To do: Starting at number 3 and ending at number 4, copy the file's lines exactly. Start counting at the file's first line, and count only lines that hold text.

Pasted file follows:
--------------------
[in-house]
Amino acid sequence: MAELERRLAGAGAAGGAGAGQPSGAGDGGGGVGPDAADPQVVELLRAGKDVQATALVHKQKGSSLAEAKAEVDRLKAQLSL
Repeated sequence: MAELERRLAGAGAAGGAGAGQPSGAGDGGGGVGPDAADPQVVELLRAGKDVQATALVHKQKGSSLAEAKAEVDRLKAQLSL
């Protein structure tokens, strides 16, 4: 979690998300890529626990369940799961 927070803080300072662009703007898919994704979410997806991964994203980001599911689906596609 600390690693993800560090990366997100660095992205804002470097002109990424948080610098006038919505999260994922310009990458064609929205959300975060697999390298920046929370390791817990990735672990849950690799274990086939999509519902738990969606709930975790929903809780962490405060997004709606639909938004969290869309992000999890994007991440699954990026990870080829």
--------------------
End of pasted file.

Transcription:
Repeated sequence: MAELERRLAGAGAAGGAGAGQPSGAGDGGGGVGPDAADPQVVELLRAGKDVQATALVHKQKGSSLAEAKAEVDRLKAQLSL
């Protein structure tokens, strides 16, 4: 979690998300890529626990369940799961 927070803080300072662009703007898919994704979410997806991964994203980001599911689906596609 600390690693993800560090990366997100660095992205804002470097002109990424948080610098006038919505999260994922310009990458064609929205959300975060697999390298920046929370390791817990990735672990849950690799274990086939999509519902738990969606709930975790929903809780962490405060997004709606639909938004969290869309992000999890994007991440699954990026990870080829």